Rhesus disease

Rhesus Hemolytic Disease

Rhesus (Rh) factor is a group of proteins that occurs on the surface of some people’s red blood cells. If you have Rh factor on your red blood cells, you are referred to as Rh-positive. If you do not have Rh factor, you are Rh-negative. Rh incompatibility is when an Rh-negative mother becomes pregnant with an Rh-positive baby. If the unborn baby’s Rh-positive red blood cells cross the placenta and reach the mother, her immune system will produce antibodies that will destroy the baby’s red blood cells. This is the cause of a complication called Rh hemolytic disease in the unborn baby.

A baby with Rh hemolytic disease may be born with jaundice or anemia. The most severe symptom, which can be diagnosed by ultrasound during pregnancy, is the accumulation of fluid, called hydrops, in the baby’s body.

Preventing Rh incompatibility

Early in pregnancy, blood tests are done to determine the woman’s blood type and Rh factor. Women who are found to be Rh-negative are given an injection of Rh immunoglobulin, also called Rhogam, during and after pregnancy. This is an antibody that blocks the woman’s immune system from producing the antibodies that destroy the unborn baby’s red blood cells. Women who are Rh-negative should be given the injection in all their pregnancies. Rh immunoglobulin is given at 28 weeks of pregnancy, and again within 72 hours of childbirth. The injection is given after an amniocentesis, after any episodes of vaginal bleeding, and at any time where the placenta could be disturbed, such as after a blow to the stomach. Rh immunoglobulin is also given to Rh-negative women after any miscarriage.

What to expect throughout pregnancy

If the pregnant mother is Rh-negative, the mother’s blood will be tested for antibodies throughout the pregnancy. If there are Rh antibodies in the mother’s blood, the father of the baby should also be tested for Rh factor. If he is Rh-negative, the baby will be Rh-negative, and therefore is not at risk for Rh hemolytic disease. If the father is Rh-positive, the pregnant mother will be offered an amniocentesis to determine whether the unborn baby is Rh-negative or Rh-positive. If the baby is Rh-positive, the baby’s health will be monitored using ultrasound, and amniocentesis or another test called cordocentesis may be done throughout the pregnancy to determine if the unborn baby is developing Rh hemolytic disease. The tests need to be done every two to four weeks, and pose a small risk of miscarriage.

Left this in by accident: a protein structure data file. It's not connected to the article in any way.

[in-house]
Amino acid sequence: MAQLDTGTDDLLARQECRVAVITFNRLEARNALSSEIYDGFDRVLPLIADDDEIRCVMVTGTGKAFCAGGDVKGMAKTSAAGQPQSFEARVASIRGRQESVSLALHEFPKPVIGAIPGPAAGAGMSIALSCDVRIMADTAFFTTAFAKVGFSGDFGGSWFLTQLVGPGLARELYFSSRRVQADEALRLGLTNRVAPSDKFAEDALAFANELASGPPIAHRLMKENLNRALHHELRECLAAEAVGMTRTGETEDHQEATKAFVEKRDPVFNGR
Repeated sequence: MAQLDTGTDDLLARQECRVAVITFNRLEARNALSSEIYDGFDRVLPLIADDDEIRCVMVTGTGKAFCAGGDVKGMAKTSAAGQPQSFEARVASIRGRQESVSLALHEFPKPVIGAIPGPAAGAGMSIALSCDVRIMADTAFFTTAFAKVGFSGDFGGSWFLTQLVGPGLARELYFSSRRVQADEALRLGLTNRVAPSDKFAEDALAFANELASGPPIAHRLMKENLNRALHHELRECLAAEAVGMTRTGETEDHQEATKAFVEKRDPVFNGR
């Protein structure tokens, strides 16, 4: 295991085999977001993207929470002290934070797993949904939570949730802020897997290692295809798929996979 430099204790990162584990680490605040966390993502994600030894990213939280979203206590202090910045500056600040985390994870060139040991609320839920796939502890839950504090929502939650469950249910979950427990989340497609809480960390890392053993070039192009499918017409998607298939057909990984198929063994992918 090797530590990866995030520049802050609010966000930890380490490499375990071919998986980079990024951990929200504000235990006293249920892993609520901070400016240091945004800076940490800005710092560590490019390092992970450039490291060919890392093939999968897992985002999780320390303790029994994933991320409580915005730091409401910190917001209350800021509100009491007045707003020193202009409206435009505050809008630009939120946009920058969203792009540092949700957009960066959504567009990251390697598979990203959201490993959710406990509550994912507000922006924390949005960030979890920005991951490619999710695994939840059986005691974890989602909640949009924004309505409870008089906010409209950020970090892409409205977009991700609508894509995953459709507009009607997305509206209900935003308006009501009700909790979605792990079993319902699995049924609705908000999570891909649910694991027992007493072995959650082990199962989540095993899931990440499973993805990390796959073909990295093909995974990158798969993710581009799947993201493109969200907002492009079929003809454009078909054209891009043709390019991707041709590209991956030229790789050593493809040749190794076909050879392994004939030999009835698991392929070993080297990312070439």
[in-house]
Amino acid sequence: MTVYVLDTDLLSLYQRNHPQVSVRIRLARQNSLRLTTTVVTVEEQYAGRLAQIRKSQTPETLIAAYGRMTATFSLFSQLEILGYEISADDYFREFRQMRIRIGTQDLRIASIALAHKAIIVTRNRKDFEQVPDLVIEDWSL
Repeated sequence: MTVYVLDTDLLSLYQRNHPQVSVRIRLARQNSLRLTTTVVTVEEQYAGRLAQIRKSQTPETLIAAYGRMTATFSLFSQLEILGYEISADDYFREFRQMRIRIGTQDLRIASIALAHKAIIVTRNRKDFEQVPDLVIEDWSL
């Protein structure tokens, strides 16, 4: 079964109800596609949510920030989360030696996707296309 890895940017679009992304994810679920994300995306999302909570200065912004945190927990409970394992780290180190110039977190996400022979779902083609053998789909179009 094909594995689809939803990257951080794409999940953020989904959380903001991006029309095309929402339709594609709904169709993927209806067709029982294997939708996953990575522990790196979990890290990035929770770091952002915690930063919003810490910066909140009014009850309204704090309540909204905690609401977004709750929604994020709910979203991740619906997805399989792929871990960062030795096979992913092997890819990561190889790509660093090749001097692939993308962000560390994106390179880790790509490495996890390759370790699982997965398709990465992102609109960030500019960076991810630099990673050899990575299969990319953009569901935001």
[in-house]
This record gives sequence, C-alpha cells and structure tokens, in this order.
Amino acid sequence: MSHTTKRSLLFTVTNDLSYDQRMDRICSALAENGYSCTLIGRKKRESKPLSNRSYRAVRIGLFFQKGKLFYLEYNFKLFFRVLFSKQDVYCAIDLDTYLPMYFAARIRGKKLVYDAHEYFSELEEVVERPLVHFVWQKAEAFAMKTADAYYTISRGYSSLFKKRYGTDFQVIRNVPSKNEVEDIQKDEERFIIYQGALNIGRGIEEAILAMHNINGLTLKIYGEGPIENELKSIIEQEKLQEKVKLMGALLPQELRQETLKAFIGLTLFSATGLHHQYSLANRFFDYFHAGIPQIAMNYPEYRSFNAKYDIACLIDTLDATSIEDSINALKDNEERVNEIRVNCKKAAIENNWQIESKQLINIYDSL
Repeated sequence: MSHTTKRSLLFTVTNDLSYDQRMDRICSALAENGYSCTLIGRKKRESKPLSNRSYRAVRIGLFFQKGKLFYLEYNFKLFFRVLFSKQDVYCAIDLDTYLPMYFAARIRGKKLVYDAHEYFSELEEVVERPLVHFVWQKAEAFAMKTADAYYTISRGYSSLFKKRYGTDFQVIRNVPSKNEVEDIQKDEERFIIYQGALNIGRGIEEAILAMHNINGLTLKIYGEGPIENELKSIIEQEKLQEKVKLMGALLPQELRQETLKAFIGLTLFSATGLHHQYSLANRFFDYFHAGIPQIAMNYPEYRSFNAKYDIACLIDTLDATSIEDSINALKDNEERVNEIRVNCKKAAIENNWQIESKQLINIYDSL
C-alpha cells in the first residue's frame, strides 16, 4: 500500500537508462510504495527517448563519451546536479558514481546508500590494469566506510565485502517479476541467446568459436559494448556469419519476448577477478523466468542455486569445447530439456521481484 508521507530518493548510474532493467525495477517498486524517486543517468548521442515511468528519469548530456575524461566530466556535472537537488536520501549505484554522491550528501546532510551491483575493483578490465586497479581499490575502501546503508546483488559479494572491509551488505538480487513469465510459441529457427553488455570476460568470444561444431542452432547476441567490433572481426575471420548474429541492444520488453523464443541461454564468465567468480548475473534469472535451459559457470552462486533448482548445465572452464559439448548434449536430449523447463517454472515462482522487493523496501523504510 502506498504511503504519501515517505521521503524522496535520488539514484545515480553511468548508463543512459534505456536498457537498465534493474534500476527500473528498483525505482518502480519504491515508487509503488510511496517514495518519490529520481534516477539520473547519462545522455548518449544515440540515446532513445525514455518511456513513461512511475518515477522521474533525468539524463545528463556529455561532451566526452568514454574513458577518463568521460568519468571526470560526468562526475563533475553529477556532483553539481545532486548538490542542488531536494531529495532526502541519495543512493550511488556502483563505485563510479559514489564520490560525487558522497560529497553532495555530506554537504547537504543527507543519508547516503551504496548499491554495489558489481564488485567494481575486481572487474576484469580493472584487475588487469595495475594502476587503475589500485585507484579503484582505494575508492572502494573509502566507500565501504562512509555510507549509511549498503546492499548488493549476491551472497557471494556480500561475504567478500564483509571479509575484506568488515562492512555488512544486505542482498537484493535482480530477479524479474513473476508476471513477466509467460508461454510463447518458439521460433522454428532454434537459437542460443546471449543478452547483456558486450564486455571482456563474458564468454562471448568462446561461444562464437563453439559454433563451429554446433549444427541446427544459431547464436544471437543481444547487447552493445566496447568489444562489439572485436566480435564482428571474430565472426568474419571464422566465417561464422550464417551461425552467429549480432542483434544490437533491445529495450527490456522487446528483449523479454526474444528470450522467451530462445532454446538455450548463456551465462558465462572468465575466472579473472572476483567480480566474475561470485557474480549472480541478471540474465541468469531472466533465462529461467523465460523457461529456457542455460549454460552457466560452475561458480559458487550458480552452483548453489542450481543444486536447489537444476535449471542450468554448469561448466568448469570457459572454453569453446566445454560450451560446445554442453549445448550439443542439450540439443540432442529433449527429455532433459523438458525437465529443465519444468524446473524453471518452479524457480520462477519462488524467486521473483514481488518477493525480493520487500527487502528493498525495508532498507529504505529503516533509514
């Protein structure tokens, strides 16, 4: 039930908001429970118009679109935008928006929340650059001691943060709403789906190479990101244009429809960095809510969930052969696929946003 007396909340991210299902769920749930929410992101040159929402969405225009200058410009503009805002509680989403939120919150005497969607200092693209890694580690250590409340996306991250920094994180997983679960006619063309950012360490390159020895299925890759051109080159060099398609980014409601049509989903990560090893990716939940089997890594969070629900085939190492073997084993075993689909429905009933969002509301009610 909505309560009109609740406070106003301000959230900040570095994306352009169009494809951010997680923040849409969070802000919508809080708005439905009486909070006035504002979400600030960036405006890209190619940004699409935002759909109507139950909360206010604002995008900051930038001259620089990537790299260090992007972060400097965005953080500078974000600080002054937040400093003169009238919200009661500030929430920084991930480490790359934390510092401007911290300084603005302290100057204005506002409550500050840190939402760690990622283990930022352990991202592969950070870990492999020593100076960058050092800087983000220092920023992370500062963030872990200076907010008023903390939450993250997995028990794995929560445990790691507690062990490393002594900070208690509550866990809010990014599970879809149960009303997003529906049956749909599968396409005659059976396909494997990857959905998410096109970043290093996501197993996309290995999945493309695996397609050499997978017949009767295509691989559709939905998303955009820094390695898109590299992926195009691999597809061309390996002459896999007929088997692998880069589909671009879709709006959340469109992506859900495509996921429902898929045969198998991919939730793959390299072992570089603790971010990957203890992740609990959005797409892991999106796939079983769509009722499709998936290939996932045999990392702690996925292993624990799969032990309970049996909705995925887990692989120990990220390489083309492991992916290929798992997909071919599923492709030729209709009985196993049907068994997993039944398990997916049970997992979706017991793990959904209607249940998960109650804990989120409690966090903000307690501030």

If the unborn baby shows signs of Rh hemolytic disease, early labour may need to be induced, so that the mother’s antibodies do not destroy too many of the baby’s red blood cells. If Rh hemolytic disease is severe and labour cannot be induced yet, it is possible to give the baby blood transfusions while still in the womb. Through proper treatment, it is possible to save the lives of over 90% of babies who have Rh hemolytic disease.


Special Pregnancy Program

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Fetal Medicine: 416-586-4800 x 7756
Fax: 416-586-3216

Maternal Medicine: 416-586-4800 x 7000
Fax: 416-586-5109

Main clinic hours: Monday to Friday, 8am to 4pm

Prenatal Diagnosis & Medical Genetics

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phone: 416-586-4800 x 4523
fax numbers:
416-586-4723 or 416-586-8384

Perinatal Mental Health

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Phone: 416-586-4800 x 8325
Fax: 416-586-8596